Willis added, “As uncertainty becomes inherent, modelling assumptions have to be made. For example, in constructing our German and Austrian flood model, Euroflood, there was a substantial amount of historical data about the key river systems of this region. Trying to reduce the unknown variables is really the key action point for both modellers and reinsurers. If models are provided with detailed information on the location, occupancy, structural modifiers and construction types, we are in a much stronger position to accurately model a client’s risk.”
An end to uncertainty?
Removing uncertainty from modelling is easier said than done. Owens said, “We need to acknowledge that natural catastrophes are, by their very nature, uncertain, and consequently our understanding of risk will continue to evolve in the future. Flood is a good example of where learning is ongoing. The Thai floods in 2011 showed that, while we have made meaningful progress with flood models, flood risk remains an extremely complex physical system and is an inherently challenging peril to model. With the ongoing investments we make in the technology we use to run our models we continue to improve our representation of these complexities in our models.”
That being said, there are some steps that the modelling and reinsurance industries alike can take. Owens explained, “The quality and resolution of data being used in the market are improving. It’s important for modellers to be confident that the data they are using accurately represents their risk, and also that it’s as complete as possible.”
"Increased flood protection, residential take-up of insurance in high risk areas and many new defence schemes meant that damage patterns were somewhat surprising."
Forwood said, “Technology can be an enabler here, especially in the areas of geocoding, to make sure that flood exposure of an individual risk is assessed correctly, and proximity analysis, to determine the concentration and hence aggregation of exposures in respect of potential or actual events such as flood. Technology can also be used to provide cost-effective data on high value risks in emerging markets, which underwriters can use as part of a multi-model toolkit to gain a better understanding of exposures.”
According to RMS, it helps its clients to build in greater resiliency to their risk management strategies by enabling them to explore uncertainty through RMS models, offering greater options in terms of how individual clients understand, evaluate and use the models they buy. Owens said: “We’re supporting clients in their ability to be able to evaluate models and to validate that particular models are appropriate for their portfolios. That’s an important part of successfully modelling exposures—understanding and evaluating the models you’re using.”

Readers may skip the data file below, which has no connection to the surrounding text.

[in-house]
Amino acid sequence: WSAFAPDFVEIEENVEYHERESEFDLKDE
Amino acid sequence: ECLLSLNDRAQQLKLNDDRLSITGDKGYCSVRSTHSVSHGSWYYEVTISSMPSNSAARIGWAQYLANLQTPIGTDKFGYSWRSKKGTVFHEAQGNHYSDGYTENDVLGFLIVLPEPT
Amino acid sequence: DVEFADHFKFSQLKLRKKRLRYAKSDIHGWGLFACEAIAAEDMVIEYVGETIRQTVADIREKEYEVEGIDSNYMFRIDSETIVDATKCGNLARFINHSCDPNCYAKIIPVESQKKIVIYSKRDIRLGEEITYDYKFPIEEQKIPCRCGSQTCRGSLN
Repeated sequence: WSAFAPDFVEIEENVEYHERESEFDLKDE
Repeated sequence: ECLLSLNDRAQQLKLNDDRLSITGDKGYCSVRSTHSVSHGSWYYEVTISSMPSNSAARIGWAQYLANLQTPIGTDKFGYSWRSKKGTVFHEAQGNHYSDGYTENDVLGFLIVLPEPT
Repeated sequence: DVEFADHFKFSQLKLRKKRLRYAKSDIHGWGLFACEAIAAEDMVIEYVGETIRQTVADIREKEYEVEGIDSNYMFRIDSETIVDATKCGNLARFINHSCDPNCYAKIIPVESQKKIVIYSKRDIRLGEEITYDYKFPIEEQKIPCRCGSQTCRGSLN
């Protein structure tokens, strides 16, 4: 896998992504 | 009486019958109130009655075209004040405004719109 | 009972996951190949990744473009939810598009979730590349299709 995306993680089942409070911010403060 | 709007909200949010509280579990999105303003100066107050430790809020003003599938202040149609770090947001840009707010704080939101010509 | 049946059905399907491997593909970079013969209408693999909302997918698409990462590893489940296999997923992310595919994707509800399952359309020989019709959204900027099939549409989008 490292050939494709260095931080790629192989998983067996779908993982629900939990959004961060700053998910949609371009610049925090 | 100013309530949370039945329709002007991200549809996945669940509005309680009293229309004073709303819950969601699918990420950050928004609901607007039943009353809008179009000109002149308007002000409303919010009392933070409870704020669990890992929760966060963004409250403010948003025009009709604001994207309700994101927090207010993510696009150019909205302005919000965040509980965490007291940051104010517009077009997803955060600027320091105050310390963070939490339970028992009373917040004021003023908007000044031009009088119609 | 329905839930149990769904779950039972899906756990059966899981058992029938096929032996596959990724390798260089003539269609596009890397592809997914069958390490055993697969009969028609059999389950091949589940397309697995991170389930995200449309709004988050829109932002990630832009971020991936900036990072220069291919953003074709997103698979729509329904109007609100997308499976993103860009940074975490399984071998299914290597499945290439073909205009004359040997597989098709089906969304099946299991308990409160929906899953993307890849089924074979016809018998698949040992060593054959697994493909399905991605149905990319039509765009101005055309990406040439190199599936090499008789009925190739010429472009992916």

Owens continued, “RMS(one), to be released in April 2014, is an open modelling environment, allowing reinsurers to run sensitivity tests, incorporate their own research and bring in models and model results from other providers. The open nature of RMS(one) will allow reinsurers to bring in models where an RMS option doesn’t exist or to get a second opinion on a particular risk.”
According to Willis, reinsurers should also rethink the way they go about collecting their data. While many use aggregate data, it may be the wrong way to make an accurate model. He said, “The problem of using such data is that before you even begin to model the exposure you have already introduced a tremendous amount of uncertainty. For example, if the postcode is quite large, and built-up or has significant changes in terrain, the variation in flood hazard may be significant within a single area. This uncertainty is greatly reduced if reinsurers have detailed coding data.”
EQECAT, he explained, can help. “We’ve introduced an alternative disaggregation option for reinsurers. A new function in RQE addresses the fact that insurance is not always written in the highest flood risk areas of Germany. If selected, the tool excludes the client’s exposure from the one-in-ten year flood zone and reallocates it outside of this area. In the absence of detailed data, we believe such techniques help clients manage their assets more successfully.”
Willis is confident about the future. “Modelling of flood hazards has significantly improved in recent years. The wider availability of hydrological data and high resolution digital terrain models enables us to produce flood footprints in increasingly more detail. However, although we’ve improved our understanding of the hazard, there continues to be a large amount of uncertainty around flood vulnerability.”
Challenges will remain. But collecting unparalleled data, validating the appropriateness of your model and looking at every loss as a lesson will go a long way towards pinning flood down in the future, and AIR believes the effort well worth it. Dodov concluded, “We anticipate that flood models will play the same critical role that hurricane and earthquake models currently play for insurers. There is a real market opportunity for insurers who use the new tools to innovate or capitalise on a potential shift of primary flood coverage to the private market.”